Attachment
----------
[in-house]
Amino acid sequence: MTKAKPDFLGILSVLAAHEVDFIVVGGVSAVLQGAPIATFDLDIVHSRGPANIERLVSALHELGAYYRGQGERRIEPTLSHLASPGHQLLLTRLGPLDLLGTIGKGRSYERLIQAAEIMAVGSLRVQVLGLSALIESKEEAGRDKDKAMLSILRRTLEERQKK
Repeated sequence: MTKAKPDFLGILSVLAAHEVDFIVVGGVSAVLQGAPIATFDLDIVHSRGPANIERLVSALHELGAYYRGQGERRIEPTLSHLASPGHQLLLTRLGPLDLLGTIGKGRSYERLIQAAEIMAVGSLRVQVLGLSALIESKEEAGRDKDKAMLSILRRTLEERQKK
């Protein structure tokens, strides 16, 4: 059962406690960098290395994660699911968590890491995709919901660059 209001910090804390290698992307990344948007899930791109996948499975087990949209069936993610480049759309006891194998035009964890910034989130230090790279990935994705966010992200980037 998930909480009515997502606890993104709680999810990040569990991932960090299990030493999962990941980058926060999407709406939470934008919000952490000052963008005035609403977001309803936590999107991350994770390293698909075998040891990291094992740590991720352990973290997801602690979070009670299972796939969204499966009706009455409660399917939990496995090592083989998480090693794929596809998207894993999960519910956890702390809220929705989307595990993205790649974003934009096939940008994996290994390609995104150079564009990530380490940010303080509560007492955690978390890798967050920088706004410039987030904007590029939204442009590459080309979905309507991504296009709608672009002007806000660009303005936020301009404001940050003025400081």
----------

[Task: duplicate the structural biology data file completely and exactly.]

[in-house]
Amino acid sequence: MTKAKPDFLGILSVLAAHEVDFIVVGGVSAVLQGAPIATFDLDIVHSRGPANIERLVSALHELGAYYRGQGERRIEPTLSHLASPGHQLLLTRLGPLDLLGTIGKGRSYERLIQAAEIMAVGSLRVQVLGLSALIESKEEAGRDKDKAMLSILRRTLEERQKK
Repeated sequence: MTKAKPDFLGILSVLAAHEVDFIVVGGVSAVLQGAPIATFDLDIVHSRGPANIERLVSALHELGAYYRGQGERRIEPTLSHLASPGHQLLLTRLGPLDLLGTIGKGRSYERLIQAAEIMAVGSLRVQVLGLSALIESKEEAGRDKDKAMLSILRRTLEERQKK
């Protein structure tokens, strides 16, 4: 059962406690960098290395994660699911968590890491995709919901660059 209001910090804390290698992307990344948007899930791109996948499975087990949209069936993610480049759309006891194998035009964890910034989130230090790279990935994705966010992200980037 998930909480009515997502606890993104709680999810990040569990991932960090299990030493999962990941980058926060999407709406939470934008919000952490000052963008005035609403977001309803936590999107991350994770390293698909075998040891990291094992740590991720352990973290997801602690979070009670299972796939969204499966009706009455409660399917939990496995090592083989998480090693794929596809998207894993999960519910956890702390809220929705989307595990993205790649974003934009096939940008994996290994390609995104150079564009990530380490940010303080509560007492955690978390890798967050920088706004410039987030904007590029939204442009590459080309979905309507991504296009709608672009002007806000660009303005936020301009404001940050003025400081």